How long will Medicare pay for inpatient rehabilitation at a nursing home?

    The short answer: It depends.

    The long answer: Medicare will cover 100% of the first twenty days of rehabilitation in a long-term care facility, but you must continue to make progress during those twenty days to qualify for that coverage. Medicare will pay 80% of the next 80 days, provided you continue to make progress.

    You can purchase coverage for the remaining 20% by buying a supplemental policy. Many supplemental policies cover that full 20% so that there ends up being no out-of-pocket expenses for your inpatient rehabilitation stay.

    In which facilities will Medicare pay for this inpatient rehabilitation?

    The facility must be certified by Medicare to provide this kind of medical care. You can review a list of nursing homes on, as well as see how each facility is rated. Choosing and researching a facility can be a daunting task, but there are several resources available to help.

    Medicare Advantage Plans

    Some people have opted out of the traditional Medicare plan and instead have chosen what’s called a Medicare Advantage plan.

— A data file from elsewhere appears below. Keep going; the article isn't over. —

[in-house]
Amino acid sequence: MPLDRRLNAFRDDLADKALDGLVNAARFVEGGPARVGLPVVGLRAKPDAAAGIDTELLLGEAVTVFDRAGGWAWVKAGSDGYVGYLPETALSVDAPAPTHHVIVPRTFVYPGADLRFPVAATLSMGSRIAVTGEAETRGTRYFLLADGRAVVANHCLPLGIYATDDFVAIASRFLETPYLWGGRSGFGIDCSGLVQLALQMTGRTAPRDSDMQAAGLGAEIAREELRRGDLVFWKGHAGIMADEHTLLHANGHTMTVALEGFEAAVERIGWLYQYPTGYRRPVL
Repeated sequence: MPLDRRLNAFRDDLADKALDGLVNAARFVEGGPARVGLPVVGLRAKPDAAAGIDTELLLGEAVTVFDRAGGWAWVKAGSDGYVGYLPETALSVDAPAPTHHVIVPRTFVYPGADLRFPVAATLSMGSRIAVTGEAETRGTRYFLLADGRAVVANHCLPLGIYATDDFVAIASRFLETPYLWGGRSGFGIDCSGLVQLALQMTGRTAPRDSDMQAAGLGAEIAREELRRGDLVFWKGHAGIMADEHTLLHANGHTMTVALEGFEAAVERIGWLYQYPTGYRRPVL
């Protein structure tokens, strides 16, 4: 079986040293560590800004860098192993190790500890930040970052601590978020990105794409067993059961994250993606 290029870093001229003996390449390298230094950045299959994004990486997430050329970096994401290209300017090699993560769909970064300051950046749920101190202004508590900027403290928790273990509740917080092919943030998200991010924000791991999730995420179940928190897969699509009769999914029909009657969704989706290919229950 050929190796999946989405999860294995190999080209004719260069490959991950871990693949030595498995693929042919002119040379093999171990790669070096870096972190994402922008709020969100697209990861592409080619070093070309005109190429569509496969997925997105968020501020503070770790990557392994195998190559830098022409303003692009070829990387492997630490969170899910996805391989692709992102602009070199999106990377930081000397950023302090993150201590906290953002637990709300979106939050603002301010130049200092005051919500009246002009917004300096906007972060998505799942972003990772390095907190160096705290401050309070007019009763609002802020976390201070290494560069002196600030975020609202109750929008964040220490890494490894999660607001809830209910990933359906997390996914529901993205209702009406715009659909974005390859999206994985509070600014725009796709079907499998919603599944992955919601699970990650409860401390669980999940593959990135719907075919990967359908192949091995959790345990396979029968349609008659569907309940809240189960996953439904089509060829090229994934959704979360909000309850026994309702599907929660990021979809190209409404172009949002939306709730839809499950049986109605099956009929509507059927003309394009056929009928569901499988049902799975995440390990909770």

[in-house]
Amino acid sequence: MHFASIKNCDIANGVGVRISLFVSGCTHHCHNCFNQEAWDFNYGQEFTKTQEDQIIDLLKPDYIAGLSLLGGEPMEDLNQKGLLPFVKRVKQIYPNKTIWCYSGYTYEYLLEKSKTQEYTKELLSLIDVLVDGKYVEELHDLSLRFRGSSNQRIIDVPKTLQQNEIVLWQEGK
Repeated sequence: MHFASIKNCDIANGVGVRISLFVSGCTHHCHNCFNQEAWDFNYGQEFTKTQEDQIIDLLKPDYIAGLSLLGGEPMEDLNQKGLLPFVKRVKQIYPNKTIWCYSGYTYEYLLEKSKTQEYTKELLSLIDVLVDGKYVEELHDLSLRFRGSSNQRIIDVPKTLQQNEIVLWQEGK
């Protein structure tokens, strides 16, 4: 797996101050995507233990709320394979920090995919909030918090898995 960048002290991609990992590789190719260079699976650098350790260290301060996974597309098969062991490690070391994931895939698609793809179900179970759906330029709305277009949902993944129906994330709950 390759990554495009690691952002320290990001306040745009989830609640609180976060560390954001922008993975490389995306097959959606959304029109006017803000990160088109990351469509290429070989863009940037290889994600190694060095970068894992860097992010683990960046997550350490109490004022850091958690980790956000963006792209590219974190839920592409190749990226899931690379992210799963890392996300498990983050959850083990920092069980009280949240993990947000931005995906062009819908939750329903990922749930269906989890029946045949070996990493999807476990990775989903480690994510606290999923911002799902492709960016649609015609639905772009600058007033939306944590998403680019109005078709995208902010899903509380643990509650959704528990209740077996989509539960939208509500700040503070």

This is Medicare coverage administered by another group instead of the federal government. Medicare Advantage plans provide similar coverage as the traditional Medicare plan, with a few exceptions:

    • Some Advantage plans don’t require a three-day inpatient hospital stay. Some will provide coverage of at least the initial days at a nursing home even if the person is transferred right from her own home or has had a less than three day hospital stay.
    • Some Advantage plans have providers that are considered in-network. If the skilled nursing facility you would like to go to for inpatient rehabilitation is not in your Advantage plan’s network, your services might not be covered or they may be covered at a reduced rate.
    • Some Advantage plans require pre-authorization by the facility for your services to be covered, while traditional Medicare does not require this.

    Long Term Care Insurance

    Long term care insurance is insurance that you can purchase that pays for a certain amount of time in a nursing home / long-term care facility. The cost and amount of coverage varies significantly according to length of coverage and whether you opt for full or partial coverage.